War epics are commonplace during awards season, with many efforts tackling real-world conflicts with a balance of craftsmanship and dramatic impact. Going against the tide is Roland Emmerich’s latest big-budget project Midway, which similar to features like Pearl Harbor and Red Tails uses war as a means of creating an old-school blockbuster. The results, while interesting in their conception, can’t help but ring hollow.
Midway follows the events after Pearl Harbor, with the US entering the war in the Pacific against a gaining Japanese force. Drifting from the intelligence offices piecing together the incoming attacks to the skies where brave pilots look to stop the incoming invasion, the film builds to the battle of Midway, in which the US make their stand to prevent Japanese invasion.
Earnestly attempting to harken back to war films of yesteryear while trying to pay tribute to the fallen soldiers on both sides of the conflict, Midway’s noble intentions lack the brains or humanity that make other war films shine.
Credit to shlock-master Roland Emmerich, who continues to make a career of making grandiose action events. Funding this film strictly through independent investors, Emmerich continues to be in his element when it comes to crafting high-flying action setpieces. Mixed with impressive shots (including perspective shots from the gunner seat of a plane that impress) and an immense sense of scope, these moments capture the struggle of war better than any piece of dialogue or story beat do.
Midway finds some charms in its cheesy approach. Whether it be the film’s bold cast of characters (most hiding in over-the-top accents) or the speechified dialogue spewed throughout, I couldn’t help but be entertained in how earnestly the film dedicates itself to its serial film approach. Veteran actors like Dennis Quaid, Woody Harrelson, and Patrick Wilson also standout for effectively chewing the scenery in their performances.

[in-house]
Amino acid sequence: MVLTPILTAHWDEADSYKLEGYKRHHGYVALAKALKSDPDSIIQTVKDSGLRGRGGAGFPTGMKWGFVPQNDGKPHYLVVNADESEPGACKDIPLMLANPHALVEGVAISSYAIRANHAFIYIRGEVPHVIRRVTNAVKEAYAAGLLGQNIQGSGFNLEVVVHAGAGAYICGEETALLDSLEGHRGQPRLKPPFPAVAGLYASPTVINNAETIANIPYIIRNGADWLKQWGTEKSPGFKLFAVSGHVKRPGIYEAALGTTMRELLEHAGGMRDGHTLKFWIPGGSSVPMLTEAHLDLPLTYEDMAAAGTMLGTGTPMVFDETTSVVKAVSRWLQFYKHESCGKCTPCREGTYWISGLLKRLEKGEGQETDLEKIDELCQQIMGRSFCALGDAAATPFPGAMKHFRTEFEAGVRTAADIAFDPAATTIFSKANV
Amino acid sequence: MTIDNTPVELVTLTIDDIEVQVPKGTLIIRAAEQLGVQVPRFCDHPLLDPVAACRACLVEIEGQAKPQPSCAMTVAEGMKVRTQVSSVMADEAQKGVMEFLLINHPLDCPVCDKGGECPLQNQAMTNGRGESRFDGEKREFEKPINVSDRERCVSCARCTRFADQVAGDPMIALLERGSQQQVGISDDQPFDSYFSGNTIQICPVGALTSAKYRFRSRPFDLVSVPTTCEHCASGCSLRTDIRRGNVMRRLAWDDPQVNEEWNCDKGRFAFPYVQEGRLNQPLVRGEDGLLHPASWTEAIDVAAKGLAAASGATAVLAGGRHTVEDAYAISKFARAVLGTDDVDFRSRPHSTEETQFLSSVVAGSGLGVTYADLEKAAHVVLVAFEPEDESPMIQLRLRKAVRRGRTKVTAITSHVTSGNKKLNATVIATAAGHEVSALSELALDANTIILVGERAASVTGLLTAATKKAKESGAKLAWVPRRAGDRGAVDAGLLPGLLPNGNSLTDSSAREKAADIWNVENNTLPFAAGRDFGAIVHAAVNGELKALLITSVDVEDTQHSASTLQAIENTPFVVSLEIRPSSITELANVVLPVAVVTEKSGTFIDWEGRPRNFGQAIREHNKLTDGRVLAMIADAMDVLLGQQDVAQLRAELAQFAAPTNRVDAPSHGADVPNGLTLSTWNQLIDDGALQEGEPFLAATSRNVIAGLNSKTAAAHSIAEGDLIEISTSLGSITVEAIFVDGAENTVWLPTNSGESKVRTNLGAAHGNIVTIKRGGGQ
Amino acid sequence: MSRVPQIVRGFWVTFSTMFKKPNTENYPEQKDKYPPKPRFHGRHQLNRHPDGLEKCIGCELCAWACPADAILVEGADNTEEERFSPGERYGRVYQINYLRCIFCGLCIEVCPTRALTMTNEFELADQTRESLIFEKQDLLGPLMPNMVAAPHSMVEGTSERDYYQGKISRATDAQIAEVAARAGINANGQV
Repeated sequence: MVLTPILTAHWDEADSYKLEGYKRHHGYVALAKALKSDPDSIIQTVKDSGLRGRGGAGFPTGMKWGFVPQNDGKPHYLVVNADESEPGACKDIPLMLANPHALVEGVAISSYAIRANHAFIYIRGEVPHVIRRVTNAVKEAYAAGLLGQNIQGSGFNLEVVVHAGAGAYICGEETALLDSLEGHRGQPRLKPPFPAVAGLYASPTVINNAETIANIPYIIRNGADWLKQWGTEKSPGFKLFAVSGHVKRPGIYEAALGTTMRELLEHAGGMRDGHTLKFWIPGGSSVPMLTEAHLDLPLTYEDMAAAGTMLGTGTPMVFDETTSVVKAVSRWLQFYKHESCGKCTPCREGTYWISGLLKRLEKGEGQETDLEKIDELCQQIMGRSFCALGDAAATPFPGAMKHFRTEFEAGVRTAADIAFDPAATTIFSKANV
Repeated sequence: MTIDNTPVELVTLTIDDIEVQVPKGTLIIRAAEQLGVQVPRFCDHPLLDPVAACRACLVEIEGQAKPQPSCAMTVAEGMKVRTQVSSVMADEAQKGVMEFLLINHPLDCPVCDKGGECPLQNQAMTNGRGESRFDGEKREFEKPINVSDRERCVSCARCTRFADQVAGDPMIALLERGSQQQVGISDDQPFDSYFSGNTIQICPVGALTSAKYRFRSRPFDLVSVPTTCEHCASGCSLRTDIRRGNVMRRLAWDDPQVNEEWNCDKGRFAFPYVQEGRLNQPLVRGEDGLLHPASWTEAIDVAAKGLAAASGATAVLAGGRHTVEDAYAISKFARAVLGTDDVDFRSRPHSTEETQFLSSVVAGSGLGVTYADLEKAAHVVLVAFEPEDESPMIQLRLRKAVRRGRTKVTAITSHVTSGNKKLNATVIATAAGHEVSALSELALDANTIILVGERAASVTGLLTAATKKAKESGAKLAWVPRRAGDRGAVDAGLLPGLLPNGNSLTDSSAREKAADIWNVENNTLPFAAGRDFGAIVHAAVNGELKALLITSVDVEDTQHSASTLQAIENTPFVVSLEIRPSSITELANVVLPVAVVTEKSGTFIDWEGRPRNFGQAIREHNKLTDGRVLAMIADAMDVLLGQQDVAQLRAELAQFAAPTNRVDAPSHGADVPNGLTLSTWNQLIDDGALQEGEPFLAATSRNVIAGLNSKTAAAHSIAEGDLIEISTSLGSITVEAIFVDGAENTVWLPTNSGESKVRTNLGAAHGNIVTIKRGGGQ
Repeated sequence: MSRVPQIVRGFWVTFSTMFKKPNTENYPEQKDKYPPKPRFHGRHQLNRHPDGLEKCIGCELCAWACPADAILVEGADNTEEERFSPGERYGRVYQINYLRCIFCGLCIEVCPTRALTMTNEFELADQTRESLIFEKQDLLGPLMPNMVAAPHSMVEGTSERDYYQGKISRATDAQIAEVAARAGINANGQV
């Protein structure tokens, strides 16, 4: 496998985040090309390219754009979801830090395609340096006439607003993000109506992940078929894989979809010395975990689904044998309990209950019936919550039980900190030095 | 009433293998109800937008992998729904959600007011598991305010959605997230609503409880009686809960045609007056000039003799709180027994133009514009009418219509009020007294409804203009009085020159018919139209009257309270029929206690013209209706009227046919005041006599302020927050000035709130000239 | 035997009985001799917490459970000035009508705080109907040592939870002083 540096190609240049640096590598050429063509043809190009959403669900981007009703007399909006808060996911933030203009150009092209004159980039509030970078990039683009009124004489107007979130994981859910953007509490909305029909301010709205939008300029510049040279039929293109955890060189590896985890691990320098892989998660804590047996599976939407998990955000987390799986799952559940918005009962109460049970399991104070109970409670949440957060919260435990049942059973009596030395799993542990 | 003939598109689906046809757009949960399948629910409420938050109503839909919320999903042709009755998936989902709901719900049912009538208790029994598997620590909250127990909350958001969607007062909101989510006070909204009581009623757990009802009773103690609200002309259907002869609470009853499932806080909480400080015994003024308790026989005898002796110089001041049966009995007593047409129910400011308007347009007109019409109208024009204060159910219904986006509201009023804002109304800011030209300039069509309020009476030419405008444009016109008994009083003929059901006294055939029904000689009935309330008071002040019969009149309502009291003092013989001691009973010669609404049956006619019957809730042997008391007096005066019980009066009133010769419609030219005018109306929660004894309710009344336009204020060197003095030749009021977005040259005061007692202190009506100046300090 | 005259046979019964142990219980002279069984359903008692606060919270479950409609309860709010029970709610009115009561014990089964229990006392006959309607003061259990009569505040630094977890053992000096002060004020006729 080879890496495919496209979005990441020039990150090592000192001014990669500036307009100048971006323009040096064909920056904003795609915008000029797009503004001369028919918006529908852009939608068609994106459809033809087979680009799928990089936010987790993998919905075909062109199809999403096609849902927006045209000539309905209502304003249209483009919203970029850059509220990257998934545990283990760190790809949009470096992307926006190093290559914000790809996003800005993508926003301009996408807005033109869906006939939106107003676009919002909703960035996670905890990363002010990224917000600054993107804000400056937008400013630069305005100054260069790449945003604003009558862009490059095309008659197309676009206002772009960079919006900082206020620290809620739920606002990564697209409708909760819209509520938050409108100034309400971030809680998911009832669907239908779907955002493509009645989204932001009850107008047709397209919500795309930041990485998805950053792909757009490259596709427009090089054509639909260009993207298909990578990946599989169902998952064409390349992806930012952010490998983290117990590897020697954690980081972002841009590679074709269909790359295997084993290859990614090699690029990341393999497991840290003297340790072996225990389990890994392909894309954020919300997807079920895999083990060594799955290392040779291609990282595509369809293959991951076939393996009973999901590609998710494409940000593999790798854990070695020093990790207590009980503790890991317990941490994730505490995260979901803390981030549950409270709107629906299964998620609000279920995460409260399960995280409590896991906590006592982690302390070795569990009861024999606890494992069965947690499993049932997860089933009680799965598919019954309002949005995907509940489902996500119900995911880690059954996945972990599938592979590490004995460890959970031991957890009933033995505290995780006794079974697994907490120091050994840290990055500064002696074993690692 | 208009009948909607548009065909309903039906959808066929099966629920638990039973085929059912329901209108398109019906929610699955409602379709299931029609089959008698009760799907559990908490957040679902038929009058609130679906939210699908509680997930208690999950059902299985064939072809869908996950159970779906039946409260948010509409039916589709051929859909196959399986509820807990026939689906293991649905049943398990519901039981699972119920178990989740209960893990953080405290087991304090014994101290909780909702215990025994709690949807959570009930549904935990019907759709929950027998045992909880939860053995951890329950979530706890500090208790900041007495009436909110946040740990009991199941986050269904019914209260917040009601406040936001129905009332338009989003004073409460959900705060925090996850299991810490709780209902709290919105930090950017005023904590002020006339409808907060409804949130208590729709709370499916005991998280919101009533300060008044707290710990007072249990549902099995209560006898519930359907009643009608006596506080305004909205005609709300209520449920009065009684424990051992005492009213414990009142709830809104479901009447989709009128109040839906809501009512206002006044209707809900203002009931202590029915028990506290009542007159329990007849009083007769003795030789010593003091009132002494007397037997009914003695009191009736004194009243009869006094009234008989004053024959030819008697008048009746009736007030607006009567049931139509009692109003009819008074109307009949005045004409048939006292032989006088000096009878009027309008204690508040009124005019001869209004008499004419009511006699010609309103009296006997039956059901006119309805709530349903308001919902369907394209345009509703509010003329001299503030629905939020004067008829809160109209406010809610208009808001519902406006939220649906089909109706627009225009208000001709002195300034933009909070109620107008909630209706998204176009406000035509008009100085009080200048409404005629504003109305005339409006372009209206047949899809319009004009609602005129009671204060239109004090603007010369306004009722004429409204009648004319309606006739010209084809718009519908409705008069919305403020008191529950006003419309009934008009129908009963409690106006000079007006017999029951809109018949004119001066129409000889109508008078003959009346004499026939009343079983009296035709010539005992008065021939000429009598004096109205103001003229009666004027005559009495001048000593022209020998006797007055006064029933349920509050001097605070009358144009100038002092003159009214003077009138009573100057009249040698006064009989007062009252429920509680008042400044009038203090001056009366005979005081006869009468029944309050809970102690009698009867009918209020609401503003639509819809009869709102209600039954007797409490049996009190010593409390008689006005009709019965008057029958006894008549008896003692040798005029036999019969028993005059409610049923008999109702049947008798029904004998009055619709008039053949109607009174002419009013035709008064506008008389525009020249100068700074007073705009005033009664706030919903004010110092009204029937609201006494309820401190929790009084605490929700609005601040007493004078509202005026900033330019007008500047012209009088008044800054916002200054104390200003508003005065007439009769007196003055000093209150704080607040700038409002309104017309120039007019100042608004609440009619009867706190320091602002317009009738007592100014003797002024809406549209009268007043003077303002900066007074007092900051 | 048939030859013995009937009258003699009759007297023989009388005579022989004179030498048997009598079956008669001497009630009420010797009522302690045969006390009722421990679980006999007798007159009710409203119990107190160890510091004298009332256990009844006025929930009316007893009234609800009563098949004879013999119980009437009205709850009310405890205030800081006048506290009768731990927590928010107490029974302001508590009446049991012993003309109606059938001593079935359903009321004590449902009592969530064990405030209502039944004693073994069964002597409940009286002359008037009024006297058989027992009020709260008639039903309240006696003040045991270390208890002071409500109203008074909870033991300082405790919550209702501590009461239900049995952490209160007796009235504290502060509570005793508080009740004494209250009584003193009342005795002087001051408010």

There’s a reason films like Pearl Harbor and Red Tails failed, with Midway joining their company with its hokey approach to wartime subject matter. Wes Tooke’s screenplay fails to capture any of its subjects with much humanity, with the characters either ranging from super heroic patriots to robotic human beings. This makes the film’s conflicts feel distinctly artificial despite trying to capture an important moment of history. While some actors can handle the slaphappy dialogue, stars Ed Skerin and Nick Jonas come off as woefully bad while ranging into unintentionally funny territory.
Midway‘s greatest issue lies in its attempts to have its cake and eat it too. Tooke’s screenplay tries to capture the multifacet nature of war leading into Midway, including a more objective-view of the Japanese during wartime. By the same token, there’s just far too much going on for any of these elements to truly engage, with characters appearing and disappearing without adding much to the film (Aaron Eckhart is introduced to have three scenes that go nowhere for the narrative). It all culminates in a film that will likely fit better with passive TV audiences looking for a few action thrills.